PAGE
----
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Dillon Fuchsman

Dillon Fuchsman, Josh B. McGee, Gema Zamarro.

Many states have recently made or are considering changes to their teacher retirement systems. However, little is known about how teachers value various elements of their retirement benefits versus other aspects of their jobs and compensation. To help alleviate this gap, we use a discrete choice stated preferences experiment embedded in a nationally representative survey of teachers to estimate their willingness-to-pay for various retirement plan characteristics and other non-salary job components. We find that teachers would be indifferent between a traditional pension and alternative retirement plan designs if the alternatives were paired with 2 to 3 percent salary increases. Our results indicate that experience is a significant mediator of retirement plan preferences. While more experienced teachers are willing to pay more to keep their traditional pension plans, inexperienced teachers do not have strong preferences around retirement plan type. However, teachers’ willingness-to-pay for traditional pension plans is less than their willingness-to-pay for many other elements of their compensation, including the value of retirement benefits, retirement age, salary growth, healthcare coverage, and Social Security enrollment.

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Dillon Fuchsman, Tim R. Sass, Gema Zamarro.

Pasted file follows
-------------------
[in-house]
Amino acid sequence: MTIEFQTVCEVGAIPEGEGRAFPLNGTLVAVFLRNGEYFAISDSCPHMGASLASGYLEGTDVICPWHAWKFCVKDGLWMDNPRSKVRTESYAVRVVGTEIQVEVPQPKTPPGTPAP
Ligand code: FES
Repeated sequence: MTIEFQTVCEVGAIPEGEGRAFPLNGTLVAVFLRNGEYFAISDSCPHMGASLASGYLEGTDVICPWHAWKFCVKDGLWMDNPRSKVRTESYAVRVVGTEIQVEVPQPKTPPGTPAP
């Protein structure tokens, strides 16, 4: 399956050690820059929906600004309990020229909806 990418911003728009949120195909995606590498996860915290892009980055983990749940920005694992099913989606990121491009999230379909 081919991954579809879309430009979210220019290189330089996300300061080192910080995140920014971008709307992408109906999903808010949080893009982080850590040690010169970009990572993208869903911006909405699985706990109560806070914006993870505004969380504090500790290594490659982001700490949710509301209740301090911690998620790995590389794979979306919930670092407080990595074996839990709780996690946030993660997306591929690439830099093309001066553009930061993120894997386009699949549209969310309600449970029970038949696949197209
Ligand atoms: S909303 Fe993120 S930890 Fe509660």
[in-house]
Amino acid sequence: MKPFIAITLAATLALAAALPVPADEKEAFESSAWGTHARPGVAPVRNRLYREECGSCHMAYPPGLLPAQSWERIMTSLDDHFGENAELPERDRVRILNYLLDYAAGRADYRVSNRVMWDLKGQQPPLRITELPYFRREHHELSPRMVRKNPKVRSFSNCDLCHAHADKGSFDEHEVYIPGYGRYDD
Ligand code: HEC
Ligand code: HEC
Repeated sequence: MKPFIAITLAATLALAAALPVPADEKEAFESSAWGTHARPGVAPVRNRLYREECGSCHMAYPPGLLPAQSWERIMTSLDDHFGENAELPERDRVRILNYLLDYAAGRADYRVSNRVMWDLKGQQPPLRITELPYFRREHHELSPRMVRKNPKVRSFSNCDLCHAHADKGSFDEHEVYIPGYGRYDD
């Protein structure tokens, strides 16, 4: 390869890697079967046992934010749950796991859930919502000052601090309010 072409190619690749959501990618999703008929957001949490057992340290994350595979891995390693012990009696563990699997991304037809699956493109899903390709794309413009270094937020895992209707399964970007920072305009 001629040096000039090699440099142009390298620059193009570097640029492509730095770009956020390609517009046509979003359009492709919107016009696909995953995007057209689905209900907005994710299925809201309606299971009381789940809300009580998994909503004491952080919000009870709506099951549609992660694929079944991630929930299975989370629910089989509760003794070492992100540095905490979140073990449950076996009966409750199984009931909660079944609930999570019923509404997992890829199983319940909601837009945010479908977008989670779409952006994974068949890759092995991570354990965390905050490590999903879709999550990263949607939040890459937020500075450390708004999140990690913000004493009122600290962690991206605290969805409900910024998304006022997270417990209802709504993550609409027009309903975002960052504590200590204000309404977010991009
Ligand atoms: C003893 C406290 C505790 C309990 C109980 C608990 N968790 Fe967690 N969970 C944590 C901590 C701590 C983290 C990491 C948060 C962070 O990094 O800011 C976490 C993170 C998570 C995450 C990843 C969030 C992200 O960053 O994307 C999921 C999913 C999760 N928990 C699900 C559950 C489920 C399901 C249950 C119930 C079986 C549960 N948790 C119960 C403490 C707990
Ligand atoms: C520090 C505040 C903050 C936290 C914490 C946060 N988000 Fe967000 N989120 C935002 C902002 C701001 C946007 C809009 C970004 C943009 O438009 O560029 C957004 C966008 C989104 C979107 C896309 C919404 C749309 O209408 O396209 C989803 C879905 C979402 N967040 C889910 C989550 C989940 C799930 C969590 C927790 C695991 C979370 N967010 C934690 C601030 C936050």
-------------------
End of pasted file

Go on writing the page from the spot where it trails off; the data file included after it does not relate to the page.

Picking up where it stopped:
Teacher turnover has adverse consequences for student achievement and imposes large financial costs for schools. Some have argued that high-stakes testing may lower teachers’ satisfaction with their jobs and could be a major contributor to teacher attrition. In this paper, we exploit changes in the tested grades and subjects in Georgia to study the effects of eliminating high-stakes testing on teacher turnover and the distribution of teachers across grades and schools. To measure the effect of testing pressures on teacher mobility choices we use a "difference-in-differences" approach, comparing changes in mobility over time in grades/subjects that discontinue testing vis-à-vis grades/subjects that are always tested. Our results show that eliminating testing did not have an impact on the likelihood of leaving teaching, changing schools within a district, or moving between districts. We only uncover small negative effects on the likelihood of grade switching. However, we do find relevant positive effects on retention of beginning teachers in the profession. In particular, the average probability of exit for teachers with 0-4 years of experience fell from 14 to 13 percentage points for teachers in grades 1 and 2 and from 14 to 11 percentage points in grades 6 and 7.

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